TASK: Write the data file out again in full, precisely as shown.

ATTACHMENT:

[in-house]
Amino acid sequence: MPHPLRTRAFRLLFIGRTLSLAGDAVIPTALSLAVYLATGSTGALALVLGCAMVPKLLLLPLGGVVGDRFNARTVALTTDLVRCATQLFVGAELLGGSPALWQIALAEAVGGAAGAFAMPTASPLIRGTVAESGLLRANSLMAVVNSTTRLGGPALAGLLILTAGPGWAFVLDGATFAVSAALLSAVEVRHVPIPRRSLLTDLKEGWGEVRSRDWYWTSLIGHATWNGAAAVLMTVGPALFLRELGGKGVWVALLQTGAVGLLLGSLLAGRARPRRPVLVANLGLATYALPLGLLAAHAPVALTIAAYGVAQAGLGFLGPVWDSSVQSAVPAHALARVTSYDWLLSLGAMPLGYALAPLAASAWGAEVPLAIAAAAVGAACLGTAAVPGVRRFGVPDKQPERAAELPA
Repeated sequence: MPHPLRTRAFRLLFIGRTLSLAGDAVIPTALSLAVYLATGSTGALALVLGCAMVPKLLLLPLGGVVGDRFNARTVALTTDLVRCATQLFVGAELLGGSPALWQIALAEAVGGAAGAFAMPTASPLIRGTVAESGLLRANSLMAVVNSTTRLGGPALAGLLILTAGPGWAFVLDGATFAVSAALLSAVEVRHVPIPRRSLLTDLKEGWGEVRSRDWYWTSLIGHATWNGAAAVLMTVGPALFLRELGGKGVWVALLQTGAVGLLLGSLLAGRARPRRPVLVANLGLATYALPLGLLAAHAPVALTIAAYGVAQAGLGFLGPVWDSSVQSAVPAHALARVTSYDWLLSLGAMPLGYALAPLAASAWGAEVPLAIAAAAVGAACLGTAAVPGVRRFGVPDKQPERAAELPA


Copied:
[in-house]
Amino acid sequence: MPHPLRTRAFRLLFIGRTLSLAGDAVIPTALSLAVYLATGSTGALALVLGCAMVPKLLLLPLGGVVGDRFNARTVALTTDLVRCATQLFVGAELLGGSPALWQIALAEAVGGAAGAFAMPTASPLIRGTVAESGLLRANSLMAVVNSTTRLGGPALAGLLILTAGPGWAFVLDGATFAVSAALLSAVEVRHVPIPRRSLLTDLKEGWGEVRSRDWYWTSLIGHATWNGAAAVLMTVGPALFLRELGGKGVWVALLQTGAVGLLLGSLLAGRARPRRPVLVANLGLATYALPLGLLAAHAPVALTIAAYGVAQAGLGFLGPVWDSSVQSAVPAHALARVTSYDWLLSLGAMPLGYALAPLAASAWGAEVPLAIAAAAVGAACLGTAAVPGVRRFGVPDKQPERAAELPA
Repeated sequence: MPHPLRTRAFRLLFIGRTLSLAGDAVIPTALSLAVYLATGSTGALALVLGCAMVPKLLLLPLGGVVGDRFNARTVALTTDLVRCATQLFVGAELLGGSPALWQIALAEAVGGAAGAFAMPTASPLIRGTVAESGLLRANSLMAVVNSTTRLGGPALAGLLILTAGPGWAFVLDGATFAVSAALLSAVEVRHVPIPRRSLLTDLKEGWGEVRSRDWYWTSLIGHATWNGAAAVLMTVGPALFLRELGGKGVWVALLQTGAVGLLLGSLLAGRARPRRPVLVANLGLATYALPLGLLAAHAPVALTIAAYGVAQAGLGFLGPVWDSSVQSAVPAHALARVTSYDWLLSLGAMPLGYALAPLAASAWGAEVPLAIAAAAVGAACLGTAAVPGVRRFGVPDKQPERAAELPA